9. Capitalism: A Love Story 61 (2009) Add to Netflix Queue
"Moore's scattershot is a lot more interesting than some filmmakers' focus, and many of those individual parts are classic."
—Kenneth Turan, Los Angeles Times
Even die-hard liberals will admit that Capitalism is not provocateur Michael Moore's best film, the result, as some critics suggest, of a lack of focus. Indeed, the film touches upon a myriad of topics relating to the current downturn, with some (the foreclosure crisis, the 2008 bailout, the role of the Federal Reserve) seemingly more relevant than others (religion, prisons, life insurance). Fortunately, Moore's trademark humor is also present, making what could be dire proceedings a bit more fun. However, Capitalism was unsuccessful as a capitalist endeavor; it was a money loser and Moore's lowest-grossing film in over a decade.
10. American Casino 60 (2009) Add to Netflix Queue
"The movie's lack of Michael Moore-style dynamism has a dulling effect. What saves it is the human face it puts on the crisis, and its indictment of corporate greed."
—Joe Neumaier, New York Daily News
A documentary that can't transcend the dryness of its subject matter, Leslie Cockburn's American Casino focuses on the subprime mortgage crisis, offering an indictment of the greed-driven predatory lending practices of major mortgage banks. While the devastating impact on families and neighborhoods depicted in the film is undeniable, the material might have worked better as a book; critics found the movie "visually uninspired" and "workmanlike."
11. Wall Street: Money Never Sleeps 59 (2010) Add to Netflix Queue
"In its empty-headed hubris, it's not much more admirable than the conniving, moneygrubbing elite it's trying to take down."
—Stephanie Zacharek, Movieline
Oliver Stone's belated sequel to 1987's Wall Street, his iconic look at the financial world in the Reagan era, may have arrived about 20 years too late for anyone to care, but at least it was timely in its subject matter, with a storyline set amid the backdrop of the 2008 financial crisis. But not even Michael Douglas reprising his role as Gordon Gekko (now reformed and out of prison) could satisfy critics, who found the film tedious. Audiences in the U.S. mainly stayed away, though Money Never Sleeps took in enough money worldwide (over $130 million in total) to justify its existence from a financial standpoint.
12. Larry Crowne 41 (2011) Add to Netflix Queue
"Edgeless, it takes a wistful, hopeful approach to heartbreak and job loss. That's sweet, but when it comes to unemployment-themed cinema, I'll take the greater realism of last year's 'The Company Men' or this year's 'Everything Must Go' over Hanks's too rosy vision of life after the pink slip."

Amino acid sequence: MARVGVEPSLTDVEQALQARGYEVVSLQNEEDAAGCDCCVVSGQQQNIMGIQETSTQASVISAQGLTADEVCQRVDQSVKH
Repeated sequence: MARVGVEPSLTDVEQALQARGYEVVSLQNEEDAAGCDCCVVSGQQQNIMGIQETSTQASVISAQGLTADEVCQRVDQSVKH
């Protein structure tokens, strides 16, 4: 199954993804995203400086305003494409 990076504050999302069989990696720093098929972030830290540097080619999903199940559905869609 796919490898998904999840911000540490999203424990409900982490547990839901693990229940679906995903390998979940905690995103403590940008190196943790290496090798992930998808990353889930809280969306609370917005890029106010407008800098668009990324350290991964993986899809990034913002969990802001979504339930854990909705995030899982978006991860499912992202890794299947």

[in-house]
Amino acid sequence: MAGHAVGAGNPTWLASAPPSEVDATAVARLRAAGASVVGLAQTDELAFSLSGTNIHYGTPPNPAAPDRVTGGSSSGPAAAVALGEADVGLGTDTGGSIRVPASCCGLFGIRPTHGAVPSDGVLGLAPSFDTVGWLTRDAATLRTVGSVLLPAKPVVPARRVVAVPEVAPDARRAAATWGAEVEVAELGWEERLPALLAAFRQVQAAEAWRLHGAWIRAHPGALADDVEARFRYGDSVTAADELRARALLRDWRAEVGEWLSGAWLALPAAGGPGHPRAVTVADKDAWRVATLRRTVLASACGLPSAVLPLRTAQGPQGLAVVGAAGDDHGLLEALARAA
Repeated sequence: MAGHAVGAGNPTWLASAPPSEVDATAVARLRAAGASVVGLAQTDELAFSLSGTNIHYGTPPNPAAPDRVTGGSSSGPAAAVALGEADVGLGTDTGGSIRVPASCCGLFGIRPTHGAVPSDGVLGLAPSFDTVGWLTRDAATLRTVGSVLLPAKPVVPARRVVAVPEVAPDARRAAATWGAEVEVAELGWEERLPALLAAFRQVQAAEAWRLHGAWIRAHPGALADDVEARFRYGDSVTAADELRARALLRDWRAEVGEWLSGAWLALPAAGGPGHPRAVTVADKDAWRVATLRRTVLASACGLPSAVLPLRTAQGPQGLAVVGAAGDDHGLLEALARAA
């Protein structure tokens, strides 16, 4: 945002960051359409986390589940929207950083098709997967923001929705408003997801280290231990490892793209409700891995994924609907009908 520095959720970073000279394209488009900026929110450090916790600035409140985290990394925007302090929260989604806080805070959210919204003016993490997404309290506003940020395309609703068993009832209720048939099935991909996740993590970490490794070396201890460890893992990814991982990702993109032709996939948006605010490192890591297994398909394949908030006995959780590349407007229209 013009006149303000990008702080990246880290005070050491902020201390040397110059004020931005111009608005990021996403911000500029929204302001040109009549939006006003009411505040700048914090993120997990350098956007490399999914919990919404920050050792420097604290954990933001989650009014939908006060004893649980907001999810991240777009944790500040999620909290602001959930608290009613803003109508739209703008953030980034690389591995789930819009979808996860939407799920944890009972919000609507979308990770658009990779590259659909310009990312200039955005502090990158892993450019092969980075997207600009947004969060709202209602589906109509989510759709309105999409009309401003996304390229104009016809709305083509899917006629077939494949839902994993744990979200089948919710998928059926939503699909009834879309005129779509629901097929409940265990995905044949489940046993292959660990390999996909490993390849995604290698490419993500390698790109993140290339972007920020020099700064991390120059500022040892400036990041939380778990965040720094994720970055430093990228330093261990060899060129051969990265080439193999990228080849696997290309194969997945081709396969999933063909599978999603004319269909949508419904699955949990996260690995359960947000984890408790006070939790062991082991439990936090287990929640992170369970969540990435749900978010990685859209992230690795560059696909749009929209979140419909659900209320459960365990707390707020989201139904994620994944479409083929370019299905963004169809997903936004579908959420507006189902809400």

—Mary Pols, Time
Give Tom Hanks credit: He's the only filmmaker so far who sees the economic crisis as perfect fodder for a feel-good romantic comedy. In just his second directorial effort (after the much better That Thing You Do! 71), Hanks stars as a middle-aged man who is laid off from his longtime job at a Wal-Mart-like retailer. No worries, though; much like any regular person who has recently lost a job, he enrolls at a community college, where he makes new friends, falls in love with Julia Roberts, lives happily ever after, and runs into Nia Vardalos' predictable, sitcom-y script. (Actually, calling it sitcom-y is an insult to NBC's Community, which handles a somewhat similar storyline with humor, smarts, and originality.)
A few more recession-themed films not in our database are:
- Cleveland vs. Wall Street (Documentary, 2010)
- The Flaw (Documentary,2011) Add to Queue
- Frontline: The Warning (PBS Documentary, 2009) Add to Queue
- Generation Zero (Documentary, 2010)
- In Debt We Trust (Documentary, 2006) Add to Queue
- Overdose: A Film about the Next Financial Crisis (Documentary, 2010)
- Plunder: The Crime of Our Time (Documentary, 2009) Add to Queue
- We All Fall Down: The American Mortgage Crisis (Documentary, 2009)
What do you think?
Do any of these movies resonate with you? Has Hollywood done a good job of depicting the current crisis? Are there too many, or too few, movies dealing with the recession? Let us know in the comments section below.